But how can prison guards, no matter how overwhelmed or ill trained for dealing with the mentally ill, be excused for the abuse and deaths of uncomprehending and delusional prisoners in their custody? Though their bosses in the Department of Corrections certainly seem willing to give sadism a pass.

It seemed even more so Thursday, when a 36-year-old mentally ill inmate at Charlotte Correctional Institution near Punta Gorda died after an altercation with guards. His was the second such death on the CCI psychiatric cell block in the last six weeks.

Of course, this is a national disgrace, not just a Florida problem. Across the country, an estimated 356,268 people with mental illnesses, including bipolar disorder and schizophrenia, are in prisons and jails, compared with just 35,000 in state hospitals. The New York Daily News reported last week that a mentally ill inmate had died in the city lockup on Riker's Island last fall after he had been tossed into an overheated solitary confinement cell and left unattended for seven days, deprived of his meds and decompensating into a confused muddle, and left to wallow in his own filth. He was dead of sepsis before a guard bothered to check on him. Variations of the same story pop up all across the country.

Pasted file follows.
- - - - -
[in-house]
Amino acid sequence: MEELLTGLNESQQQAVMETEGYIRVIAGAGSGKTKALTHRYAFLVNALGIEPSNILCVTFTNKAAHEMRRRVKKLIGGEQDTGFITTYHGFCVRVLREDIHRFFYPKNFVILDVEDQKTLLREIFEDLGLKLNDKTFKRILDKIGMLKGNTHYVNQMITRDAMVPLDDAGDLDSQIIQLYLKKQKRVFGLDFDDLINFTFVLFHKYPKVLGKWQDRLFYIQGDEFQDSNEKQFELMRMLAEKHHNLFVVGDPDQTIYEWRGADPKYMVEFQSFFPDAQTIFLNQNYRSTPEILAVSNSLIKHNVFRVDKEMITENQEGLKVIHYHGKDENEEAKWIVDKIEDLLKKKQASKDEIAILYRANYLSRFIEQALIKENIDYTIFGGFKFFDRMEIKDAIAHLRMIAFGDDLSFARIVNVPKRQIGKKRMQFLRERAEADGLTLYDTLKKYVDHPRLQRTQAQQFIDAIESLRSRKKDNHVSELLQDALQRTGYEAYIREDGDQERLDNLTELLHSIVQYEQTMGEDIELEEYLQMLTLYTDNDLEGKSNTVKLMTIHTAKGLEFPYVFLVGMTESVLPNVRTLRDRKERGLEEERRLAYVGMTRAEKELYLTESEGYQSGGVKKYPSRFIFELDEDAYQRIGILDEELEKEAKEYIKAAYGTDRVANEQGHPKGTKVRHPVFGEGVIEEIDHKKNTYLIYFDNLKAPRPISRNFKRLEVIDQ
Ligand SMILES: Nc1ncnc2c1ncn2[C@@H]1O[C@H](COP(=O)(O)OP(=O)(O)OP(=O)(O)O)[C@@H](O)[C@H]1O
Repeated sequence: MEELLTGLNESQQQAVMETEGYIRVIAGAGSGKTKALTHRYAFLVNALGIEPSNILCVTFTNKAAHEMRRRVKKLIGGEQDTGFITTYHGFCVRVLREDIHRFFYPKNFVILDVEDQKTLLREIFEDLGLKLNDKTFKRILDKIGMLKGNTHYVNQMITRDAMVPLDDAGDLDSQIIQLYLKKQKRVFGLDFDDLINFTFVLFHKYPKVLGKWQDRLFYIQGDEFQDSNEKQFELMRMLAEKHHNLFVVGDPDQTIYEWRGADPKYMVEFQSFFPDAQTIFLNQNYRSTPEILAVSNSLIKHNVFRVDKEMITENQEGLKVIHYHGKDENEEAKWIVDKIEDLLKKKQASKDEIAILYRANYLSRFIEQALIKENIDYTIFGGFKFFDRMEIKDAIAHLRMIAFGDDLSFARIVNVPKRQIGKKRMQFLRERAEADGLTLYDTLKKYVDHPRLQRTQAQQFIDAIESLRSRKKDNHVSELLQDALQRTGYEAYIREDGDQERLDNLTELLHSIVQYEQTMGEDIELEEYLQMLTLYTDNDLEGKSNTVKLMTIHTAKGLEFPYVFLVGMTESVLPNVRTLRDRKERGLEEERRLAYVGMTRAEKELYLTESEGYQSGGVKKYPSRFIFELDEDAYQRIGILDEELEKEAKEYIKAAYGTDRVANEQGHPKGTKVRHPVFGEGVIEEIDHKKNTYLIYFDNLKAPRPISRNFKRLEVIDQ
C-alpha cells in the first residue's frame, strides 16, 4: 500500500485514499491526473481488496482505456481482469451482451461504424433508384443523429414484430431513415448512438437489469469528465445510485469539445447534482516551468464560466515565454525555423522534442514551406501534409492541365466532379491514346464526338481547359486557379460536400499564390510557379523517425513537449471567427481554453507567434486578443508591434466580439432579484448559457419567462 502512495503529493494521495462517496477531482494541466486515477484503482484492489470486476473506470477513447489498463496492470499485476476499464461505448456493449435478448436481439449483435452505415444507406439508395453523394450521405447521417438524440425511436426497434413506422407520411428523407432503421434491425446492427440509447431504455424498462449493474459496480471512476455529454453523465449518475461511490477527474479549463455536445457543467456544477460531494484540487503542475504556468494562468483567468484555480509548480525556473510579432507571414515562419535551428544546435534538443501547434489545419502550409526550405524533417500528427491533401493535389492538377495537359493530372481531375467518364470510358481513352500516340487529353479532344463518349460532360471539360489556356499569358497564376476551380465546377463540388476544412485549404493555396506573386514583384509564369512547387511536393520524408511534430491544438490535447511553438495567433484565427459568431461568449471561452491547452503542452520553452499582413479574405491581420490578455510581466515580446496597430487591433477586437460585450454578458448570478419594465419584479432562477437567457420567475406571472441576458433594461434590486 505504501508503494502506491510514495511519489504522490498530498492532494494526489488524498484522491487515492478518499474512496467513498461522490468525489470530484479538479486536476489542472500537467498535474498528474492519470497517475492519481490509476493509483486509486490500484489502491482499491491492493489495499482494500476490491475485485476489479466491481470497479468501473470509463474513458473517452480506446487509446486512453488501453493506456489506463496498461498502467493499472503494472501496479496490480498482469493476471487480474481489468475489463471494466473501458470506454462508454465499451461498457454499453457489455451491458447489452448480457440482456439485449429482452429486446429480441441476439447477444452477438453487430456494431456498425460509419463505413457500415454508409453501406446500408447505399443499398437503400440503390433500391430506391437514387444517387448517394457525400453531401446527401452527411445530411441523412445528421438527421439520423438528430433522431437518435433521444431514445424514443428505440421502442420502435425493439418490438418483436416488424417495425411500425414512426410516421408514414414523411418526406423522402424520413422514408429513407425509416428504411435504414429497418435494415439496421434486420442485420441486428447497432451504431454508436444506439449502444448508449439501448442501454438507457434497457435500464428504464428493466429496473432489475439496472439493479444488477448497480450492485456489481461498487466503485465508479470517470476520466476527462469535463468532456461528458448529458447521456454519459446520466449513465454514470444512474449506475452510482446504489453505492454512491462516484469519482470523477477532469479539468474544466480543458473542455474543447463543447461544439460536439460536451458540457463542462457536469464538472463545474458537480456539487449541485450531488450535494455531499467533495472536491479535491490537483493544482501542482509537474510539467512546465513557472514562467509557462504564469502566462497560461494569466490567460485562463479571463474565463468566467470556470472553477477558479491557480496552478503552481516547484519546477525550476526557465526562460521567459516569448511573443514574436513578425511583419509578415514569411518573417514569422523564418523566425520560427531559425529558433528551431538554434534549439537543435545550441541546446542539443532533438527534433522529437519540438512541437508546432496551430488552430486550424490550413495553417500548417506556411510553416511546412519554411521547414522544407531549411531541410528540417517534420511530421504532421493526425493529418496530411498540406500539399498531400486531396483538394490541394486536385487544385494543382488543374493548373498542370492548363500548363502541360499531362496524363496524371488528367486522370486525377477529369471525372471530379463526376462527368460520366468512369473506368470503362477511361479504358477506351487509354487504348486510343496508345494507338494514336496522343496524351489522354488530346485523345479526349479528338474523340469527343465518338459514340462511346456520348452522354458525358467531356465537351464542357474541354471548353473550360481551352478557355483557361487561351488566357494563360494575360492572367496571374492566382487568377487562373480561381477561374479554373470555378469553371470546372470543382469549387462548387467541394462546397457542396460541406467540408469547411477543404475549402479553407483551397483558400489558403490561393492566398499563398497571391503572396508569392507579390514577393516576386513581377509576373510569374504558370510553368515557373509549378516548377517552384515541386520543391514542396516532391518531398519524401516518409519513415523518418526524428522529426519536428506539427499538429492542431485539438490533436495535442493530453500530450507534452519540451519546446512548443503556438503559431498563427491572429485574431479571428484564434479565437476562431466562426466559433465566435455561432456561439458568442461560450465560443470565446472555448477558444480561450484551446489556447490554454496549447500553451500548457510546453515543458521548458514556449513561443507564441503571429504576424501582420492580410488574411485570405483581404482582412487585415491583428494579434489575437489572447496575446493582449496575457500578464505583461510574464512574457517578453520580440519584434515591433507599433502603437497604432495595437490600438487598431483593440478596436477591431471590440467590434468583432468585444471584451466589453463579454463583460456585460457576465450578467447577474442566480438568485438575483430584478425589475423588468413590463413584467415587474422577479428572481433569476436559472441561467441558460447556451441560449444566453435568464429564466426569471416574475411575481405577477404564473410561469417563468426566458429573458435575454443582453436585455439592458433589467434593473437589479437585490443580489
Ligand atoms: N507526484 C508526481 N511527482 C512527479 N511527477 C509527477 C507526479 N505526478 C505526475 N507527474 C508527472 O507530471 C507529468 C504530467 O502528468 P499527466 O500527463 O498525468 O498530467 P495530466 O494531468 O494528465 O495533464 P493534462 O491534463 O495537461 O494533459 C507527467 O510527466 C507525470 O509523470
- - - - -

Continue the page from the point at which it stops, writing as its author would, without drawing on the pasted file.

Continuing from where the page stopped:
A study released in March by the Treatment Advocacy Center and the National Sheriff's Association, whose members have become the nation's reluctant warders of the mentally ill, indicated that the number of state mental hospital beds in proportion to the national population has fallen to what it was in 1850. It's as if we're regressing back to medieval tenets for dealing with the mentally ill. Back to the dark ages when it was acceptable to torment and torture and kill those befuddled souls deemed to be lunatics.

But no. We're not regressing. Torment and torture and kill? We’re already there.

Read more Fred Grimm stories from the Miami Herald